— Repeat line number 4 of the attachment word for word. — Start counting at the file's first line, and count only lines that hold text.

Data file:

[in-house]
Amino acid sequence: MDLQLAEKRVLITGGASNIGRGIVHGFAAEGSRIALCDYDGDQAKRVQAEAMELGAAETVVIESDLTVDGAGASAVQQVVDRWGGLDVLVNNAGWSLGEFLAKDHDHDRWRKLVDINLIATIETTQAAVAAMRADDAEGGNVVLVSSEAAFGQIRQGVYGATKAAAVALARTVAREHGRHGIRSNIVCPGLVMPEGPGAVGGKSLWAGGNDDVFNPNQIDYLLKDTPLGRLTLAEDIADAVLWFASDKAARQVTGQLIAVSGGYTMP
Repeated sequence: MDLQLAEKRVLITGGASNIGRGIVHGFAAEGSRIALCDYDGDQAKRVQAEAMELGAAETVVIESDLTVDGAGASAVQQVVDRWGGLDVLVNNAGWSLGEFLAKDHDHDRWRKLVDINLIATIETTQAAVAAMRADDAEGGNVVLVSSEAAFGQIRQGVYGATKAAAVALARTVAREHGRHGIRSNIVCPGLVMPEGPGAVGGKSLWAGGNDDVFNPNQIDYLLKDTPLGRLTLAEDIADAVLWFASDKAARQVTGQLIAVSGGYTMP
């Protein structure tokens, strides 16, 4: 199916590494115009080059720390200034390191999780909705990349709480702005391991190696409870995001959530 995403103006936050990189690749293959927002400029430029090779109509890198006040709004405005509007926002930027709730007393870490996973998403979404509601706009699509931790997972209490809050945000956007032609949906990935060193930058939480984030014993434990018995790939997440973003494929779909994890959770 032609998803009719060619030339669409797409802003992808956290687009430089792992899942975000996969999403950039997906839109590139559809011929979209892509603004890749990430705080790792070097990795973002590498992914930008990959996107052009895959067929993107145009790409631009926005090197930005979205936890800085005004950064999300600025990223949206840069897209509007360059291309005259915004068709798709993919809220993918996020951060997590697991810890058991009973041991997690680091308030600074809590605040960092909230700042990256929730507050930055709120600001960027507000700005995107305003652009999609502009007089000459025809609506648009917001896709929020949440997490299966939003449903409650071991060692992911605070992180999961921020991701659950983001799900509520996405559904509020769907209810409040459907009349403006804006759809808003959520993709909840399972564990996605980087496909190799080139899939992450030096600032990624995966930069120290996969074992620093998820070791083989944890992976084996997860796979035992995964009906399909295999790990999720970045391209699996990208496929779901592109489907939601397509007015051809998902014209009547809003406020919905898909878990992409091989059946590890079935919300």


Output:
């Protein structure tokens, strides 16, 4: 199916590494115009080059720390200034390191999780909705990349709480702005391991190696409870995001959530 995403103006936050990189690749293959927002400029430029090779109509890198006040709004405005509007926002930027709730007393870490996973998403979404509601706009699509931790997972209490809050945000956007032609949906990935060193930058939480984030014993434990018995790939997440973003494929779909994890959770 032609998803009719060619030339669409797409802003992808956290687009430089792992899942975000996969999403950039997906839109590139559809011929979209892509603004890749990430705080790792070097990795973002590498992914930008990959996107052009895959067929993107145009790409631009926005090197930005979205936890800085005004950064999300600025990223949206840069897209509007360059291309005259915004068709798709993919809220993918996020951060997590697991810890058991009973041991997690680091308030600074809590605040960092909230700042990256929730507050930055709120600001960027507000700005995107305003652009999609502009007089000459025809609506648009917001896709929020949440997490299966939003449903409650071991060692992911605070992180999961921020991701659950983001799900509520996405559904509020769907209810409040459907009349403006804006759809808003959520993709909840399972564990996605980087496909190799080139899939992450030096600032990624995966930069120290996969074992620093998820070791083989944890992976084996997860796979035992995964009906399909295999790990999720970045391209699996990208496929779901592109489907939601397509007015051809998902014209009547809003406020919905898909878990992409091989059946590890079935919300």